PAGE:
Remember when cell phones and high-speed internet access were still rare? These days, many Americans can barely remember what they did when their car broke down before cell phones or how they looked anything up on the internet before Google. With the first decade of the new millennium coming to a close, the Webby Awards announced the 10 most influential internet moments of the decade on Nov. 18-finding the websites, technological advancements, and more that have transformed not only the way we live but also the world around us.
"We really focused on moments and events that had major impact on not just business, but the lives of regular people throughout the world," said Webby Awards executive director David-Michel Davies. "All of them really demonstrate the overarching trend of the decade; the internet evolving from an experiment into one of the most popular communication platforms the world has ever seen."
If there is one theme that emerged from the list, it was that of a shift toward a more social, user-generated content-based web. Davies believes that what we are seeing is the "emergence of a culture of information sharing-where we get as much information from each other as we do from media. ... We see how participation from individuals around the world is the key driver of innovation online."
The list kicks off with the 2000 expansion of the free classifieds site craigslist.com, which was originally a San Francisco Bay-area phenomenon. The site branched out in order to provide listings in more than 50 countries and altered the classified ad business forever. Also in 2000, search engine giant Google launched its "self-service" ad program, AdWords, to all businesses.
The free encyclopedia, Wikipedia, joined the digital force in 2001, allowing users to edit content collaboratively and forever changing the way the students conduct research. Google opened the door to what developed into an online social revolution. "We reach out to each other, not to the brands, for our information, our recommendations, our insight," says Cynthia Francis, CEO of Reality Digital, a provider of enterprise-scale digital media technology and services.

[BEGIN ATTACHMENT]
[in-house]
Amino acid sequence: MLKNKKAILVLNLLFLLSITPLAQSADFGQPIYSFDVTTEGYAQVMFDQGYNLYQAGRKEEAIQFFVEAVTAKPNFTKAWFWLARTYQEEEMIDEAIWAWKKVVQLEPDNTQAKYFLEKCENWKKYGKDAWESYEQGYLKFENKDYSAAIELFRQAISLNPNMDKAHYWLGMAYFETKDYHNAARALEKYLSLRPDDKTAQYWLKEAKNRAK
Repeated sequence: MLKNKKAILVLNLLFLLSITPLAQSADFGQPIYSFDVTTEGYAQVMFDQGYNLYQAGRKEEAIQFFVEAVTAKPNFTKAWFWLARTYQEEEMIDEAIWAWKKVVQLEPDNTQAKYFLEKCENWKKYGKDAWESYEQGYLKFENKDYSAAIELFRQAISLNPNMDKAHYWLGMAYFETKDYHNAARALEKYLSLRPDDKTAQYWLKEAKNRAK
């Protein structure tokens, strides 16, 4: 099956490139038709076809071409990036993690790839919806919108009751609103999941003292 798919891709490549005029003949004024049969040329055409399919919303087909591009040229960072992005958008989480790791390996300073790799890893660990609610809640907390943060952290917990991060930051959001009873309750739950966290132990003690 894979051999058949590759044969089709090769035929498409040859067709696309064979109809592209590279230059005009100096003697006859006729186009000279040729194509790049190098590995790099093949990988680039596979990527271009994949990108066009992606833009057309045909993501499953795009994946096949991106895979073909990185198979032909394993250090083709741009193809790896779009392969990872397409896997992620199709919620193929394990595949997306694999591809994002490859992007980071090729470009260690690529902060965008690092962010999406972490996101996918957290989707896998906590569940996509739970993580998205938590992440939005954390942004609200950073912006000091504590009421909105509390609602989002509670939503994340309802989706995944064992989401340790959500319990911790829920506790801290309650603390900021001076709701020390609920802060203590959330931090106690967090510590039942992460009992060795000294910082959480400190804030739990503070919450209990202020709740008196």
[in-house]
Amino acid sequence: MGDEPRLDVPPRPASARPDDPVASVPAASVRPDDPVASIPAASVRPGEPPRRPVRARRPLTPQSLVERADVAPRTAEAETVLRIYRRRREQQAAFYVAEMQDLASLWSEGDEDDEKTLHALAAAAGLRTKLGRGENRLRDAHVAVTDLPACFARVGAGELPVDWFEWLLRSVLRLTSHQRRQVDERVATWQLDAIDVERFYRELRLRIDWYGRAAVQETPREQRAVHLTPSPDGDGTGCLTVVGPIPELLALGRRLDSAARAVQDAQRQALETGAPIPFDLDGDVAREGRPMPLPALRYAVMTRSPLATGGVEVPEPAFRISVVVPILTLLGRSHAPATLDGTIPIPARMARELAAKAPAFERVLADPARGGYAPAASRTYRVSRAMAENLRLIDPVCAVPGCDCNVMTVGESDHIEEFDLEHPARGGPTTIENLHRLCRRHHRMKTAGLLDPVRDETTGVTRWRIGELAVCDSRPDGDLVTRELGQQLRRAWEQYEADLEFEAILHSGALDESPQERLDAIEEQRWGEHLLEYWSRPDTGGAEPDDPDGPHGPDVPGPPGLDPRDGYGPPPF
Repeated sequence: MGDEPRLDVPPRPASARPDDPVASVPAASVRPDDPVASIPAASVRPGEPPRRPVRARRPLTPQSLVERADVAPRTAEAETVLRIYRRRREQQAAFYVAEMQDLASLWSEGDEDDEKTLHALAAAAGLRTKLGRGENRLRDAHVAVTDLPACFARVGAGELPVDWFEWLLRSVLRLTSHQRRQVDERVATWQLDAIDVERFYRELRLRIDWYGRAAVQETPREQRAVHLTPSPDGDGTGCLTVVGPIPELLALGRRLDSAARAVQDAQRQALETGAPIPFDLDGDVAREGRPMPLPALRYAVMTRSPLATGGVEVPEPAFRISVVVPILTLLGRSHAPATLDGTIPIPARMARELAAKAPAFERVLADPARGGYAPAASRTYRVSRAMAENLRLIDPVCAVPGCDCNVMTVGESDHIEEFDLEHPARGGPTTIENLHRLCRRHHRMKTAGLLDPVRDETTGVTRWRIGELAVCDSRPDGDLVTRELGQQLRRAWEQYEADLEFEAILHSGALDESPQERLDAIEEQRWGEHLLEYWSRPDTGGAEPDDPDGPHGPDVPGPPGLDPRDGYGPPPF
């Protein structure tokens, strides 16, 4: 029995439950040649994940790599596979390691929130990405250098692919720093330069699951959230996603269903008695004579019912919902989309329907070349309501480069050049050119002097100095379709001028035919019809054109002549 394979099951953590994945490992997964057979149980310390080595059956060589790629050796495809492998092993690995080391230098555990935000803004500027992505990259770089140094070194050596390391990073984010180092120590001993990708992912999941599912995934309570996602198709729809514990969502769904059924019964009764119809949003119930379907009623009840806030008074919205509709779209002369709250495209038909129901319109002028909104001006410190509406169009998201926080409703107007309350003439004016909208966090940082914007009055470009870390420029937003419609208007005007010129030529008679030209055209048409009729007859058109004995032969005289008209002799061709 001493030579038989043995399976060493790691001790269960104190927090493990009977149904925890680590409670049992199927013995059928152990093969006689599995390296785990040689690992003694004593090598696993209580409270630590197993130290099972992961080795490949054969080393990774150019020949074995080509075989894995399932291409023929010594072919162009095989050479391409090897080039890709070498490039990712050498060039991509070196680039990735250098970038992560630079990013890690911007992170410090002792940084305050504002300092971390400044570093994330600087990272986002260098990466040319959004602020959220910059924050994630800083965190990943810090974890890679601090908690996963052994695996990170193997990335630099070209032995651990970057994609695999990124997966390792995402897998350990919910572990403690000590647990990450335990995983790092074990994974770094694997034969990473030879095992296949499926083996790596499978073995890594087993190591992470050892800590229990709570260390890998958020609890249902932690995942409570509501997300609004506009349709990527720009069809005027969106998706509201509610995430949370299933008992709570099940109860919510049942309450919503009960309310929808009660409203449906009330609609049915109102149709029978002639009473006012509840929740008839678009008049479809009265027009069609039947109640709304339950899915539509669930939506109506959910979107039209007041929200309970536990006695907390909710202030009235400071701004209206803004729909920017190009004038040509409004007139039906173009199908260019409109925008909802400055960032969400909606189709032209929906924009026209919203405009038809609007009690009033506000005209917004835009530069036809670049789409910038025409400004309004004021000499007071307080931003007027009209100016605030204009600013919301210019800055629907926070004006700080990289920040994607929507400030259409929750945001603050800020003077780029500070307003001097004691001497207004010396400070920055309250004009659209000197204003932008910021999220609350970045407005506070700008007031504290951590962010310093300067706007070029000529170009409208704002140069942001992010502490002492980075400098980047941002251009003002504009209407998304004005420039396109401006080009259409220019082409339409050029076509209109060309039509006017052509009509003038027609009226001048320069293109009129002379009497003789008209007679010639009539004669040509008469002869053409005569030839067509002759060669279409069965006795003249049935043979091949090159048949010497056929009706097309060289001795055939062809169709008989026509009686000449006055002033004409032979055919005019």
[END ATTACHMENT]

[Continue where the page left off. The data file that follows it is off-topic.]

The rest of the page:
The demise of file-sharing harbinger Napster, Google's 2004 IPO, and YouTube's role in what Webby calls "an online video revolution" starting in 2006 all make the list. Webby credits this video revolution to "a perfect storm of faster bandwidth, cheaper camcorders, and the groundbreaking use of Adobe's Flash 9 video player by YouTube."
The year 2006 was marked by two major shifts in the world of online social networking: Facebook extended its availability to all users who were at least 13 years old and had a legitimate email address, and Twitter creators took control of the company back from investors and readied for its meteoric rise to stardom. "People have always sought out opinions and recommendations from their friends and other trusted sources. So the idea of sharing information amongst ourselves isn't new, but being able to access that type of information so easily at any time for every facet of life is a development that will shape the world for decades to come," says Davies.
According to the Webby site, 2007 was sort of the year of the app. With the iPhone's debut, Apple sold half a million devices in the first weekend and kicked off a smartphone frenzy. The Webby Awards says an estimated 1 billion new users will come to the internet for the first time through mobile devices. One again extending the "social bonds" of the web, according to Francis, "Smartphones have extended the value of the internet by taking it out of the office and home and putting it on 100% access."
However, the new sociality of the web became about more than just constant status updates with the 2008 presidential campaign of Barack Obama and the 2009 Iranian election protests-which round out the top 10. Online fundraising and the use of social media dominated the Obama campaign and contributed in no small part to his eventual win. On the other end of the election spectrum was the uprising in Iran over the controversial results and the "Twitter Revolution." The social networking site played a major role in the organization of demonstrations.
Looking forward, even Davies finds it hard to speculate how these particular moments could shape the future. Davies said, "[Facebook and Twitter] didn't even exist just a few years ago, and today they are extremely popular. ... The thing that will probably have the biggest impact on the future might not even exist yet."
(www.webbyawards.com; www.facebook.com; www.twitter.com; www.google.com; www.craigslist.org; www.wikipedia.com; www.apple.com; www.napster.com; www.youtube.com)